Ben-David, M., R.T. Bowyer, and J.B. Faro. 1995. Niche separation by mink and river otters: coexistence in a marine environment. Oikos. 75:41-48.

Chabreck, R.H. 1971. Ponds and lakes of the Louisiana coastal marshes and their value to fish and wildlife. Proceedings, 25th annual conference of Southeastern Association of Game and Fish Commissioners. pp. 206-215.

Chapman, J.A., and G.A. Feldhamer, eds. 1982. Wild mammals of North America. The Johns Hopkins University Press, Baltimore MD. 1147 pp.

Davis, H.G., R.J. Aulerich, S.J. Bursian, et al. 1992. Feed consumption and food transit time in northern river otters (Lutra canadensis). Journal of Zoo and Wildlife Medicine. 23(2): 241-244.

Dronkert-Egnew, A.E. 1991. River otter population status and habitat use in northwestern Montana. University of Montana, Missoula, MT. 112 pp. Thesis

Duffy, D.C. 1995. Apparent river otter predation at an Aleutian tern colony. Colonial Waterbirds. 18(1):91-92.

Ehrhart, L. 1995. Mammals of Indian River marshes and maritime hammocks status and threats. Bull. Mar. Sci. 57(1): 280-285.

Halbrook, R.S., J.H. Jenkins, P.B. Bush and N.D. Seabolt. 1994. Sublethal concentrations of mercury in river otters: monitoring environmental contamination. Archives of Environmental Contamination and Toxicology. 27:306-310.

Humphrey, S.R. and T.L. Zinn. 1982. Seasonal habitat use by river otters and Everglades mink in Florida. Journal of Wildlife Management. 46(2): 375-381.

Jenkins, J.H. 1983. The status and management of the river otter (Lutra canadensis) in North America. Acta Zool. Fennica 174:233-235.

McCall, R. 1995. A novel foraging association between southern river otters Lutra longicaudis and great egrets Casmerodius albus. Bull B.O.C. 116(3): 199-200.

Meehan, W.R. 1974. The forest ecosystem of southeast Alaska: 4. Wildlife habitats. U.S. Department of Agriculture, Forest Service, Pacific Northwest Forest and Range Experiment Station. Gen. Tech. Rep. PNW-16. Portland, OR. 32 pp.

Melquist, W.E. and M.G. Hornocker. 1983. Ecology of river otters in west central Idaho. Wildlife Monographs 83:1-60.

Nebraska Game and Parks Commission. 2001. The river otter. Online wildlife publication: www.ngpc.state.ne.us/wildlife/otters.html.

Newman, D.G., and C.R. Griffith. 1994. Wetland use by river otters in Massachusetts. Journal of Wildlife Management. 58(1):18-23.

North America Fur Auctions. 2001. Online Auction sales results, September 5 and 6, 2001. Toronto, Ontario, Canada. Online publication: www.nafa.ca/sales/results_sept2001.asp.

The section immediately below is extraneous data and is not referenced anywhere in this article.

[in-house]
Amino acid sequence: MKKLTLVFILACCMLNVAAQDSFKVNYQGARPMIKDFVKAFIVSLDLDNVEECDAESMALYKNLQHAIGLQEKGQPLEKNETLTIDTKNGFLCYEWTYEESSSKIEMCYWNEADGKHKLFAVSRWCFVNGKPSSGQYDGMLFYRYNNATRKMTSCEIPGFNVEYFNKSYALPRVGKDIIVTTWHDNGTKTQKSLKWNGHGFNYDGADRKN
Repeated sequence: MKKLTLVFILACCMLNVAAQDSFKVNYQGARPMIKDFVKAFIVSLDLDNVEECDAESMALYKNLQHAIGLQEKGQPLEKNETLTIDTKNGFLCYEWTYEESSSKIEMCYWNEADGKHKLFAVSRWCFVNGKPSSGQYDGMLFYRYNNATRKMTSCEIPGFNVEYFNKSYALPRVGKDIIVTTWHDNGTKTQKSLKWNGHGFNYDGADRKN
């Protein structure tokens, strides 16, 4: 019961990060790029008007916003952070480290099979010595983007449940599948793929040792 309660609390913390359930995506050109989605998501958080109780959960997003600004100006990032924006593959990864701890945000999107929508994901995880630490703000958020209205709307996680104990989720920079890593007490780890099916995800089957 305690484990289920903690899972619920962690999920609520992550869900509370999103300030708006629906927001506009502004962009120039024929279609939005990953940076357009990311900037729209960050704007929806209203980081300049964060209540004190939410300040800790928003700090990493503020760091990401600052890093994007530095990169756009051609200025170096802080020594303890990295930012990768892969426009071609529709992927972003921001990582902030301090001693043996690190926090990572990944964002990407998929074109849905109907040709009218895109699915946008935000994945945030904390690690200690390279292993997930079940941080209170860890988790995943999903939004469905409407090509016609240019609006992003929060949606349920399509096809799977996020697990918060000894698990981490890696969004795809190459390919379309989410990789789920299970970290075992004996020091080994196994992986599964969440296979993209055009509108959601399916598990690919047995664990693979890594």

Reid, D.G., T.E. Code, A.C. Reid, and S.M. Herrero. 1994a. Food habits of the river otter in a boreal ecosystem. Canadian Journal of Zoology. 72:1306-1313.

Reid, D.G., T.E. Code, A.C. Reid, and S.M. Herrero. 1994b. Spacing, movements and habitat selection of the river otter in boreal Alberta. Canadian Journal of Zoology. 72:1314-1324.

Rock, K.R., E.S. Rock, R.T. Bowyer and J.B. Faro. 1994. Degree of association and use of a helper by coastal river otters, Lutra canadensis, in Prince William Sound, Alaska. Canadian Field-Naturalist. 08(3):367-369.

Serfass, T.L. 1995. Cooperative foraging by north American river otters, Lutra canadensis. The Canadian Field-Naturalist. 109: 458-459.

Shirley, M.G., R.G. Linscombe, N.W. Kinler, et al. 1988. Population estimates of river otters in a Louisiana coastal marshland. Journal of Wildlife Management. 52(3):512-515.

St.-Georges, M., S. Nadeau, D. Lambert and R. Decarie. 1995. Winter habitat use by ptarmigan, snowshoe hares, red foxes, and river otters in the boreal forest - tundra transition zone of western Quebec. Canadian Journal of Zoology. 73:755-764.

Stenson, G.B., G.A. Badgero, and H.D. Fisher. 1984. Food habits of the river otter Lutra canadensis in the marine environment of British Columbia. Canadian Journal of Zoology. 62:88-91.

Stoskopf, M.K., L.H. Spelman, P.W. Sumner, et al. 1997. The impact of water temperature on core body temperature of north American river otters (Lutra canadensis) during simulated oil spill recovery washing protocols. Journal of Zoo and Wildlife Medicine. 28(4):407-412.

Tumlison, R. and M. Karnes. 1987. Seasonal changes in food habits of river otters in southwestern Arkansas beaver swamps. Mammalia. 51(2):225-231.

Waller, A.J. 1992. Seasonal habitat use of river otters in northwestern Montana. University of Montana, Missoula, MT. 75 pp. Thesis.

Wren, C.D. and K.L. Fischer. 1986. Mercury levels in Ontario mink and otter relative to food levels and environmental acidification. Canadian Journal of Zoology. 64:2854-2859.

Wren, C.D. 1991. Cause-effect linkages between chemicals and populations of mink (Mustela vison) and otter (Lutra canadensis) in the Great Lakes Basin. Journal of Toxicology and Environmental Health. 33:549-585.

Lontra canadensis image
Lontra canadensis  
Lontra canadensis image
Lontra canadensis